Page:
Brad Ellsworth

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Brad Ellsworth
Brad Ellsworth, official 110th Congress photo.jpg
Member of the U.S. House of Representatives
from Indiana's 8th district
In office
January 3, 2007 – January 3, 2011
Preceded by John Hostettler
Succeeded by Larry Bucshon
Sheriff of
Vanderburgh County, Indiana
In office
1999–2007
Succeeded by Eric Williams
Personal details
Born (1958-09-11) September 11, 1958 (age 55)
Jasper, Indiana
Political party Democratic
Spouse(s) Beth Ellsworth
Residence Evansville, Indiana
Alma mater University of Southern Indiana
Indiana State University.
Occupation law enforcement
Religion Roman Catholic

John Bradley "Brad" Ellsworth[1] (born September 11, 1958) is an American politician who was the U.S. Representative for Indiana's 8th congressional district from 2007 to 2011. In 2010, he was the Democratic candidate for a seat in the United States Senate, but he was defeated by Dan Coats, a former Senator, by 55% to 40%.

Early life and education[edit]

Ellsworth was born in Jasper, Indiana, the son of Margaret (née Scherle) and Jim Ellsworth.[2] He spent his early years in Huntingburg, Indiana. When he was still in grade school, his family moved to Evansville, where his father took a job as a crane operator in Warrick County's Alcoa plant. He is the youngest of four, his brothers Eric and Joe and his sister Lisa. His brother Eric is the president and CEO of the YMCA of greater Indianapolis.[3] His brother Joe is a founding partner and president of Fire & Rain Marketing/Communications headquartered in Evansville.[citation needed]

After graduation from William Henry Harrison High School in 1976, he attended Indiana State University-Evansville (now the University of Southern Indiana) where he received a Bachelor's Degree in Sociology, and became a member of Sigma Tau Gamma. Ellsworth worked in the paint and hardware department at Sears while in school to pay for his education. He later received a Masters Degree in Criminology from Indiana State University. Rose-Hulman Institute of Technology also gave him an honorary doctorate of humane letters at their 2008 commencement.[4]

Law enforcement career[edit]

In 1982, Ellsworth began a career in the Vanderburgh County Sheriff's Department.[citation needed] Over the next 23 years, he held every merit rank, and was twice decorated for heroism in the line of duty.[citation needed] While serving in the Department, Brad Ellsworth instituted the first Drug Abuse Resistance Education (DARE) program in the Evansville-Vanderburgh School Corporation. He later attended and graduated from the FBI National Academy.[citation needed]

In 1998, Ellsworth ran for sheriff and won by a large margin.[citation needed]He was unopposed running for a second term.[citation needed] In 2005 he announced his intention to seek the Democratic Party's nomination for Indiana's 8th Congressional District, which was held by six-term incumbent John Hostettler.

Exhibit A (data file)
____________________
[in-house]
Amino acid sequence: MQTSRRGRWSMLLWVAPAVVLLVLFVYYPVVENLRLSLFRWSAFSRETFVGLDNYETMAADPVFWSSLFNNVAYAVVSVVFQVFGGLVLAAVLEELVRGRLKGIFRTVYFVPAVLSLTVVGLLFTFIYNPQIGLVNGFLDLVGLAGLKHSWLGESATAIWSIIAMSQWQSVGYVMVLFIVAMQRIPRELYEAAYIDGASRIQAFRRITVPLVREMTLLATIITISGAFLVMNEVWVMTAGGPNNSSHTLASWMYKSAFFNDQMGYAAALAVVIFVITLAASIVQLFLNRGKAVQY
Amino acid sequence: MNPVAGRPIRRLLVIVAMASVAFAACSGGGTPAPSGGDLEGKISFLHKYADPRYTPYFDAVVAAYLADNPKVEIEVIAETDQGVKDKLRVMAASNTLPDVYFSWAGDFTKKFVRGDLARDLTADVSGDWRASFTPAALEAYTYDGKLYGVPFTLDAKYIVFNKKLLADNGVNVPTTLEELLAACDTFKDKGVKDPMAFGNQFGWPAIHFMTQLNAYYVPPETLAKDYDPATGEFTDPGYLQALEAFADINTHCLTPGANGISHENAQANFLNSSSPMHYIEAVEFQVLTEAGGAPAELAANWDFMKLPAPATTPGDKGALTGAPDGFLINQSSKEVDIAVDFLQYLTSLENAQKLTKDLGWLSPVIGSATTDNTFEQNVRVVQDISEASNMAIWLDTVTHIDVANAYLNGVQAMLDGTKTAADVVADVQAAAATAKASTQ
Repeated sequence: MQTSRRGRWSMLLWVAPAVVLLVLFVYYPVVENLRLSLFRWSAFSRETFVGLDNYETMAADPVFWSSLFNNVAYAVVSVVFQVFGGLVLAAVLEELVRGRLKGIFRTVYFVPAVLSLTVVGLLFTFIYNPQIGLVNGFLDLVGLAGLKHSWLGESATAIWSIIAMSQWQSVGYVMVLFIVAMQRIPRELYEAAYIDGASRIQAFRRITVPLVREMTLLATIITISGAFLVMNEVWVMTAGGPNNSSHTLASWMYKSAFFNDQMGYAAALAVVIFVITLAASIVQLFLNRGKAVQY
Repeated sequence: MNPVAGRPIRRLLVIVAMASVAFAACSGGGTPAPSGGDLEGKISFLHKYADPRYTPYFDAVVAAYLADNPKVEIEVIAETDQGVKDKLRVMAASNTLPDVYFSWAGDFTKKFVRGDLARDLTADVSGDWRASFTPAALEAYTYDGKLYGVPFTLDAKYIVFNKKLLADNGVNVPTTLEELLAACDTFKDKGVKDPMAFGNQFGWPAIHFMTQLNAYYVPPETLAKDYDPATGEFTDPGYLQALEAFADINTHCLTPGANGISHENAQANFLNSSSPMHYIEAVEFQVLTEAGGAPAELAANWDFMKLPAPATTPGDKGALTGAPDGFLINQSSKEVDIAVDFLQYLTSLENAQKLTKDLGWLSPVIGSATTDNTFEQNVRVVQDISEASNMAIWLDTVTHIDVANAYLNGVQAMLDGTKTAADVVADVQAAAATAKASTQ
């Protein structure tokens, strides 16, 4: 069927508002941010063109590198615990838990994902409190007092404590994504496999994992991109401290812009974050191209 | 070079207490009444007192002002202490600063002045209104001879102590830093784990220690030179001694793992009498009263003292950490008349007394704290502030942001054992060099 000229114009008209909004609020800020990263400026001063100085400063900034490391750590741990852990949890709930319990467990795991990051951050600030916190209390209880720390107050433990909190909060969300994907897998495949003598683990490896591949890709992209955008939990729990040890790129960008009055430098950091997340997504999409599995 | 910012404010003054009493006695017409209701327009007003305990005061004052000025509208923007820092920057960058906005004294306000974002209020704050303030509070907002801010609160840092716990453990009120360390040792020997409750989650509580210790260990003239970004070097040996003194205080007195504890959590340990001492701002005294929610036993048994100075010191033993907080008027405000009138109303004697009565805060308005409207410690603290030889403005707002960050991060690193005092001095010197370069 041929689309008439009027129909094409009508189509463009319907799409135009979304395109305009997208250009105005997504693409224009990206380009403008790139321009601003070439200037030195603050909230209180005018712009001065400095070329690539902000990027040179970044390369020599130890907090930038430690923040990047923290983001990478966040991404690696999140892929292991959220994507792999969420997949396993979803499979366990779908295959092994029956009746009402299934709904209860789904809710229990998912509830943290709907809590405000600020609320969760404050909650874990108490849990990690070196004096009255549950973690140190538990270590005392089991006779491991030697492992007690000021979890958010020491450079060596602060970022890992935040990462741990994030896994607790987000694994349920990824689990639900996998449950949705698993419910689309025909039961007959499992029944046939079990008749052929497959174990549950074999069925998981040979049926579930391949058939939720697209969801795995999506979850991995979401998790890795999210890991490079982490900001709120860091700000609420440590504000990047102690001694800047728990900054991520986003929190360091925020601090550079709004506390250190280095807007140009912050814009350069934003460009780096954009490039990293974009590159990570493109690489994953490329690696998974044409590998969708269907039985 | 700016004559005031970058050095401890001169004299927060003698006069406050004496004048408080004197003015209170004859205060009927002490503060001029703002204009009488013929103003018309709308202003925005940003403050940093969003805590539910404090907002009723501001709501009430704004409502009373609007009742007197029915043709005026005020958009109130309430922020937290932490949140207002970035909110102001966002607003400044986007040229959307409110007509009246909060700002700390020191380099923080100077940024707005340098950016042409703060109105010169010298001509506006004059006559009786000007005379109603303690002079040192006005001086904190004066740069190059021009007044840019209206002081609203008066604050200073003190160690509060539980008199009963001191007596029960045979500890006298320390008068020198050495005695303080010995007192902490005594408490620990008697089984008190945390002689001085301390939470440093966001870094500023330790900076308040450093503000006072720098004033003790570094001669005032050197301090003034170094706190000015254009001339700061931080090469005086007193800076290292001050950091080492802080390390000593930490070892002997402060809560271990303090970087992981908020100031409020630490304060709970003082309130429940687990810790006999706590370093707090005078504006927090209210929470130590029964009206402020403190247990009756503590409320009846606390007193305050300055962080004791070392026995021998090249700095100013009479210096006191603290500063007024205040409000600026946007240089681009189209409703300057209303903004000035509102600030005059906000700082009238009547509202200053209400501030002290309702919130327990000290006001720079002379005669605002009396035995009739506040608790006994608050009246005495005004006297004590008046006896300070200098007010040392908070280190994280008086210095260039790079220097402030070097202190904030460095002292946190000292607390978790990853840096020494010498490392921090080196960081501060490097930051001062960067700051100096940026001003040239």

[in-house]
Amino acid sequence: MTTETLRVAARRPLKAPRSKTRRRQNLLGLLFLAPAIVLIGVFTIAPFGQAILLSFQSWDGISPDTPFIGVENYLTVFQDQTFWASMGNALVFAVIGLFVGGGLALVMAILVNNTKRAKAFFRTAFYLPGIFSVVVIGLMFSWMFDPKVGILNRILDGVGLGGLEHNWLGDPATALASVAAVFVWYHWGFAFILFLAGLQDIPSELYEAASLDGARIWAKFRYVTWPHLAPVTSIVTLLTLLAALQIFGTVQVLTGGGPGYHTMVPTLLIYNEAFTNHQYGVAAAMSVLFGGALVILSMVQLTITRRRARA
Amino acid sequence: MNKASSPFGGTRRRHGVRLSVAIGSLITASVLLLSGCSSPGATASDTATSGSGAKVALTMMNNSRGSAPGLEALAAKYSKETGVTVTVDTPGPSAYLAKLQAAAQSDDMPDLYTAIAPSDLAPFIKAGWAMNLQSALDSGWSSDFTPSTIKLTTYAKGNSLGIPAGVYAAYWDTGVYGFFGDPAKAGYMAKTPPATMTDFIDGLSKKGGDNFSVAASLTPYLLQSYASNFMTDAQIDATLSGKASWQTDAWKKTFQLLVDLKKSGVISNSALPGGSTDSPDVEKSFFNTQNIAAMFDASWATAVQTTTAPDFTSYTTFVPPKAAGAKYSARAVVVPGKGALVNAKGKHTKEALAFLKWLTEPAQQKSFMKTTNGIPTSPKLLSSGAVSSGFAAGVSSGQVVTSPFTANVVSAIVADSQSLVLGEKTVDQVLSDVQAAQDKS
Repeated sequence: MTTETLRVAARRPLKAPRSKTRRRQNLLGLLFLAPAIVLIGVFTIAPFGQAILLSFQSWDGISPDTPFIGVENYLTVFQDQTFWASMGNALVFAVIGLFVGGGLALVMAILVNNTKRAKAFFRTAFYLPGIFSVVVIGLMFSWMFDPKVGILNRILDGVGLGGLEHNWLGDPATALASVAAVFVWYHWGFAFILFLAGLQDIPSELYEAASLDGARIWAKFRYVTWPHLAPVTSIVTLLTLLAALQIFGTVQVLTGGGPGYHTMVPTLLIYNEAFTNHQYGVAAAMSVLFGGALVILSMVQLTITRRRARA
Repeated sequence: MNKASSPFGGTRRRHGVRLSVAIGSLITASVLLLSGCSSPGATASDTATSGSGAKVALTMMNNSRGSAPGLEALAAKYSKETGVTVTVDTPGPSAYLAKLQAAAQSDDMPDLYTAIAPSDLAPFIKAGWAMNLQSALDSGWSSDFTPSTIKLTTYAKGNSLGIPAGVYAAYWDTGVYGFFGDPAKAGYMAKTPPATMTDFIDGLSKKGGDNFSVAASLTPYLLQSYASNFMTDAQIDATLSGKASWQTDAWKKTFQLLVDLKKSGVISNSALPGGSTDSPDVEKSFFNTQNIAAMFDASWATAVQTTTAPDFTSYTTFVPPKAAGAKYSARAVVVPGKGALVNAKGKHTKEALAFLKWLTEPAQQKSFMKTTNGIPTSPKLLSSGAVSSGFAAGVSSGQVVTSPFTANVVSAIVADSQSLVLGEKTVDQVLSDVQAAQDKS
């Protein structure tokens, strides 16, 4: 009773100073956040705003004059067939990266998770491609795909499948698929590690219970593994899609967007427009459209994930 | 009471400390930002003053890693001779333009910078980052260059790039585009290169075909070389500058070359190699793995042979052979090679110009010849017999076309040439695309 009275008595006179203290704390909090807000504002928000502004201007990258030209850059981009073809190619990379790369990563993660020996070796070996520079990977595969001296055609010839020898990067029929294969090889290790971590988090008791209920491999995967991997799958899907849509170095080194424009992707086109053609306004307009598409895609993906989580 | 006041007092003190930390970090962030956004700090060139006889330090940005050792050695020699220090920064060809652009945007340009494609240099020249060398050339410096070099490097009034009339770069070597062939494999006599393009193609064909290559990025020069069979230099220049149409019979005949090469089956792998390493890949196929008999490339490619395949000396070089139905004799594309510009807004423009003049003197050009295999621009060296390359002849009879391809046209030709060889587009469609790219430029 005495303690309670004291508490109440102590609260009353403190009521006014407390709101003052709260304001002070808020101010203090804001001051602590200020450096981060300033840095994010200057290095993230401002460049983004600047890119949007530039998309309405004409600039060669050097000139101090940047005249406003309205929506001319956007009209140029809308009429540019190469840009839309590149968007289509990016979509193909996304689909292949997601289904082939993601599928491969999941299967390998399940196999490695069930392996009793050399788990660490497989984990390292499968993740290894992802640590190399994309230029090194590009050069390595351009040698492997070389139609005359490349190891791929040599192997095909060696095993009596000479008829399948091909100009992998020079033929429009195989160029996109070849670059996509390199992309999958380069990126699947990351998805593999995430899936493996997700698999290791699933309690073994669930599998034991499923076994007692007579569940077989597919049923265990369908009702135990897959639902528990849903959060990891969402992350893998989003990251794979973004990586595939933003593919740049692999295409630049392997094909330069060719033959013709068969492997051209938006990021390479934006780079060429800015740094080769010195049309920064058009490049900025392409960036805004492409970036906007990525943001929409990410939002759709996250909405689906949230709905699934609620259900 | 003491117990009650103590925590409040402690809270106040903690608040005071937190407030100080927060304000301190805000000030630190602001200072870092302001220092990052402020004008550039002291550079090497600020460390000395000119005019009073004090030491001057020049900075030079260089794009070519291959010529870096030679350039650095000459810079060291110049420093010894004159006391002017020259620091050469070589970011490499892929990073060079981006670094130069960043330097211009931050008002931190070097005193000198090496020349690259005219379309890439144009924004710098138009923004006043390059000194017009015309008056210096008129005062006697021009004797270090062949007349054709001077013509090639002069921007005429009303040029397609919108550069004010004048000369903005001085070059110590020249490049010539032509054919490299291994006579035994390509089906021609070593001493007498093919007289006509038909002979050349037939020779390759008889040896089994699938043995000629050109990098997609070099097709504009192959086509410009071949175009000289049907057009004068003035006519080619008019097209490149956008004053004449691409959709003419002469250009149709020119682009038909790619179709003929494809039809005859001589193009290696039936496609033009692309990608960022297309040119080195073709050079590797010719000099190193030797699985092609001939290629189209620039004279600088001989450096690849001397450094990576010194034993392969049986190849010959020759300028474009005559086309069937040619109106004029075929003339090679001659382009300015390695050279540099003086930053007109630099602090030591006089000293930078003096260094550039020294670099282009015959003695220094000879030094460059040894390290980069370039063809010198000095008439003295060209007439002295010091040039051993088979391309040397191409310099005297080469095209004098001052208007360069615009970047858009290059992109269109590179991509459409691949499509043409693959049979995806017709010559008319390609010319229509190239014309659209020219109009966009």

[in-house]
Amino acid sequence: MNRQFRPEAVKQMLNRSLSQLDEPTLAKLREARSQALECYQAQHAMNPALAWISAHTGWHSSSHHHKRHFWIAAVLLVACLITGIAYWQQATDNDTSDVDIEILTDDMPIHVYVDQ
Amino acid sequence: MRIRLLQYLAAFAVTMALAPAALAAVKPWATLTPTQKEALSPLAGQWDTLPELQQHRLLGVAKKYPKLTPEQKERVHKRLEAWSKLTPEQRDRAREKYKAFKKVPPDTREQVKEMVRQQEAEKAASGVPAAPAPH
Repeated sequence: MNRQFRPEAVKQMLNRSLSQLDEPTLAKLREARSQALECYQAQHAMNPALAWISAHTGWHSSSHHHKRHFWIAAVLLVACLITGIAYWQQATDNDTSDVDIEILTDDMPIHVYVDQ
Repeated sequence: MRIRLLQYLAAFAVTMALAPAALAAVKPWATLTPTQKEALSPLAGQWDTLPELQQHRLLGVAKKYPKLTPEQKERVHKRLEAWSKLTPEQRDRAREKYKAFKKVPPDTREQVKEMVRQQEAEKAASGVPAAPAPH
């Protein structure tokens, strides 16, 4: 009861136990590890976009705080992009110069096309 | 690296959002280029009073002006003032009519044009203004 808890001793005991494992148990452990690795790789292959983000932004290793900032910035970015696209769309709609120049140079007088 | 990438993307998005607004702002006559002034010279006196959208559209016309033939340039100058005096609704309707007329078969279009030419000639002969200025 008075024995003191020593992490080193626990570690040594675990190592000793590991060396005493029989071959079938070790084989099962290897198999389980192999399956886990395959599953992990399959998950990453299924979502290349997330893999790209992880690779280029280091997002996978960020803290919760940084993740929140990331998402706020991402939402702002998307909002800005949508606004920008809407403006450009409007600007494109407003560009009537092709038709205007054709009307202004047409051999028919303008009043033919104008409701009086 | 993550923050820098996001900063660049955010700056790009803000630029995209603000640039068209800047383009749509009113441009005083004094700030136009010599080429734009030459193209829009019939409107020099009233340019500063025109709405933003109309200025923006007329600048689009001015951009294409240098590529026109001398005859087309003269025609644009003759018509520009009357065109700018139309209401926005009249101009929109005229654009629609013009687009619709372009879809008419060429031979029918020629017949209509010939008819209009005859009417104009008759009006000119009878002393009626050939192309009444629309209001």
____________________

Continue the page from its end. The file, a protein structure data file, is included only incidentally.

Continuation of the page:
U.S. House of Representatives[edit]

Congressman Brad Ellsworth

Ellsworth is a conservative Democrat with a populist streak. He opposes abortion and gun control.[citation needed] Ellsworth also represented a socially conservative swath of Indiana. However, on economic issues, Ellsworth usually votes more with the Democratic party.[citation needed] After his election to Congress, he joined the Blue Dog Coalition.[citation needed]

Ellsworth voted against the American Recovery and Reinvestment Act of 2009 in January of that year.[5] He voted for the final version of the American Recovery and Reinvestment Act of 2009.[6]

He was one of 16 Democrats who voted against providing federal funds for embryonic stem cell research.[7]

Ellsworth condemned the National Right to Life Committee for not supporting the extension of the State Children's Health Insurance Program (SCHIP) to cover more families. While Ellsworth voted against an earlier version of the bill, he joined the other nine signatories in voting for the final bill.[8]

In November 2009, Ellsworth wrote an amendment restricting federal funding for elective abortions. Americans United for Life asserted that this language does not eliminate the public funding of abortion in the House bill, but instead only requires said federal subsidies to be separately disbursed by an independent contractor.[9] Ellsworth later voted for the Stupak Amendment. He eventually voted for the Senate language of the healthcare bill lacking the Stupak Amendment's anti-abortion language.[10]

In July 2007, Ellsworth designated $2 million to extend the John T. Myers lock chamber on the Ohio River and $750,000 for manufacturing and engineering equipment for the University of Southern Indiana.[citation needed] Two other projects Ellsworth brought to southwestern Indiana were the construction of a campus perimeter road system at USI for $350,000 and a portion of University Parkway construction also at $350,000.[citation needed]

Smaller projects for which Ellsworth gained House approval include $200,000 to restore Evansville's Alhambra Theater, $135,000 for emergency warning sirens in Vanderburgh County and $75,000 to train utility workers at Ivy Tech Community College.[11]

LGBT issues[edit]

In April 2009, Ellsworth voted against the Matthew Shepard and James Byrd, Jr. Hate Crimes Prevention Act.[12]

Committee assignments[edit]

Political campaigns[edit]

2006[edit]

Parade for Ellsworth

As of June 30, 2006, Hostettler had raised $287,000 and had $195,000 on hand, compared to Ellsworth's $1,036,000 raised and $676,000 on hand. However, Hostettler had won campaigns in the past against opponents with more funding. In addition, the National Republican Congressional Committee had spent $163,000 in his district as of mid-July 2006. (The DCCC, its counterpart, had spent $166,000 for Ellsworth as of that date.)[13][14]